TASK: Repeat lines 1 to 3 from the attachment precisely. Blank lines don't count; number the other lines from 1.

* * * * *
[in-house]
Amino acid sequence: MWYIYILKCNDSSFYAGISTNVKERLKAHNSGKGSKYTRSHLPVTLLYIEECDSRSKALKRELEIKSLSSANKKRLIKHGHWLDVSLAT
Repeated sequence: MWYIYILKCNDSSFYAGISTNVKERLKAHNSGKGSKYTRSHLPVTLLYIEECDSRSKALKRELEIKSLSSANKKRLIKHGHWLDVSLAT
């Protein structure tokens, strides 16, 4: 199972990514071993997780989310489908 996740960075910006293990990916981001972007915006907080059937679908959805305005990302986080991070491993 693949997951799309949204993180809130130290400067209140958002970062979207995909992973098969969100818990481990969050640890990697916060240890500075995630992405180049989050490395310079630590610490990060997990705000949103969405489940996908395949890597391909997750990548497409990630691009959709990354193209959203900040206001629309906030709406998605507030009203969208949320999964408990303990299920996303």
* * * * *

[in-house]
Amino acid sequence: MWYIYILKCNDSSFYAGISTNVKERLKAHNSGKGSKYTRSHLPVTLLYIEECDSRSKALKRELEIKSLSSANKKRLIKHGHWLDVSLAT
Repeated sequence: MWYIYILKCNDSSFYAGISTNVKERLKAHNSGKGSKYTRSHLPVTLLYIEECDSRSKALKRELEIKSLSSANKKRLIKHGHWLDVSLAT